The New York Times election oracle, Nate Silver, who in his fivethirtyeight blog correctly predicted 49 of 50 states in the last election, predicts that Obama could breeze to victory with a 75 percent chance of winning. Despite his relatively simple method of averaging polls to predict winners, he’s become a punching bag for pundits and politicians who label him a fradulent snakeoil salesman.
Why does Silver, who is really just an apartisan puzzle-solver, inspire so much loathing? Because his results reveal a psychologically disturbing fact: we live in an uncontrollable, unpredictable world. Obama is a moderately popular incumbent running against a relatively uncharismatic one who’s not that well liked even among conservatives. A rainy election day and upswing in the economy could do more to affect the small slice of undecided voters in swing states than all the newspaper endorsements and billion-dollar campaigns put together.
“Both sides understand that it is close, and it could go either way. And anybody that thinks that this race is anything but a tossup right now is such an ideologue, they should be kept away from typewriters, computers, laptops and microphones for the next 10 days, because they’re jokes,” said MSNBC’s hotheaded morning political pundit, Joe Scarborough, in a pointed rant against the humble New York Times statistician.
Buzzfeed thinks that Silver’s critics target him because he favors Obama. Washington Post Blogger, Ezra Klein, takes a more therapeutic interpretation, pointing to a caustic op-ed in Politico to argue that Silver threatens the very existence of pundits, since the success of his models make their opinions an antiquated information source.
A subtext of journalistic resentment of Silver is that if punditry is based in numbers, journalists who don't know numbers are less valuable—
Ezra Klein (@ezraklein) October 29, 2012
Speaking as one of the few journalists with an advanced degree in mathematics, I think the most telling reason why so many criticize Silver was plainly stated by Democratic Minority Leader, Nancy Pelosi, when Daily Show host Jon Stewart asked her last week how she felt about Silver’s prediction that the House of Representatives would almost certainly be controlled by Republicans again. “That’s why we have elections,” she said dismissively.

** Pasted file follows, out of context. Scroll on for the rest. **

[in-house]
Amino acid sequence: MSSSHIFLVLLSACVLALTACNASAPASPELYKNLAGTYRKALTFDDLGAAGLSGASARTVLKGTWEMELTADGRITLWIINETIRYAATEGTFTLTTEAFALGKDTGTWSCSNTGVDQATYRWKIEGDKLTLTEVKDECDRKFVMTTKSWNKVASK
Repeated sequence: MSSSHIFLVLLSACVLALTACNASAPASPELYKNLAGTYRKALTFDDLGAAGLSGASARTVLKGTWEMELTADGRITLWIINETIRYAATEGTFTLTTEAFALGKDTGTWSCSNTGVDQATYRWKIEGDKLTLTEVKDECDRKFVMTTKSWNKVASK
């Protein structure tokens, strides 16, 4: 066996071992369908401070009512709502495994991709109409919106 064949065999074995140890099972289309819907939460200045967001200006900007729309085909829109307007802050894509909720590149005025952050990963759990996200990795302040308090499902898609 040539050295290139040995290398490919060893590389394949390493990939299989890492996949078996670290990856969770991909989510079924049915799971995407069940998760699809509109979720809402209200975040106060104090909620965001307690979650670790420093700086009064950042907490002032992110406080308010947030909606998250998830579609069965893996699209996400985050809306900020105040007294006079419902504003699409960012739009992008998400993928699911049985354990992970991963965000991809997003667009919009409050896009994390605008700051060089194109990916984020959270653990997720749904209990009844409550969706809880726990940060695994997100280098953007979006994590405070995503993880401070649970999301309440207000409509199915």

Yet, Silver is most likely right about the House and it implies that Pelosi, as well as campaigns and all the well-paid political pundits, can do little to change the outcome.
Campaigns and the media do very little to nudge voters, especially for federal elections. For instance the alleged “youthquake” of young first-time voters Obama allegedly inspired though an unprecedented use of social media in 2008 was a big fat myth. Census results later revealed that the entire presidential circus only boosted youth turnout by a meager 2.1 percent, so little that ““If no one under the age of 30 had voted, Obama would have won every state he carried with the exception of two: Indiana and North Carolina,” wrote Chuck Todd and Sheldon Gawiser in How Barack Obama Won.
Indeed Obama was locked in a thrilling neck-and-neck race with McCain right up until the economy tanked in the fall of 2008, a factor completely outside either senator’s control.
Elections are decided by a disturbingly slim margin of the population: a combination of partisan couch potatoes who need encouragement to go vote and undecided voters residing in a few swing states who are over the age of 18, eligible to vote, can make it out on Election Day, and actually have their ballot counted. (For a hilarious take on this fact, watch the SNL clip below.)
Campaigns do matter, but far less than we imagine. Indeed, looking at the fivethirtyeight.com forcasts since June, predicting Obama’s win looks much like it does now, despite the rollercoaster ride in between. And, the factors we can’t control can mean much more than those we can. As a species primed to believe in free-will and in control of our destiny, that’s a very disturbing fact.
Moderation And Uncertainty
“The thing that people associate with expertise — authoritativeness, kind of with a capital ‘A’ — don’t correlate very well with who’s actually good at making predictions,” Silver told TechCrunch. Celebrity pundits make their careers carefully tracking daily polls and offering bold headline-catching interpretations as to why the American electorate is turning away from a particular candidate.
In reality, the most surprising polls of the day are usually the most inaccurate. A poll’s margin of error, usually around +/- 5 percent, means that out of every 100 polls, around five will show results much higher or lower than the actual population. Given the inherent volatility in prediction, Silver always expresses his prediction in terms of a probability rather than a grand “yes” or “no” prediction. It’s difficult to make a TV career on humility.
Moreover, he bases his predictions on polls themselves, with relatively less influence from variables like the state of the economy or political beliefs of the candidate. As he argues in his new book, The Signal and the Noise, even the smartest political scientists have failed miserably at predicting elections based on anything we know about human behavior and political preference. If polls are still the only reliable source of prediction, then it proves how dumbfounded we are with voter behavior, making pundit forecasting little more accurate than monkeys rolling dice with catchphrases.
Silver gets guff for the same reason I do when I call out tech companies for using poor research; when sound statistical methods are employed, the results are almost invariably tiny and there’s more left unknown than known. In a world where certainty is a tradeskill, statisticians reveal how little we definitively know about the world — a threatening concept indeed.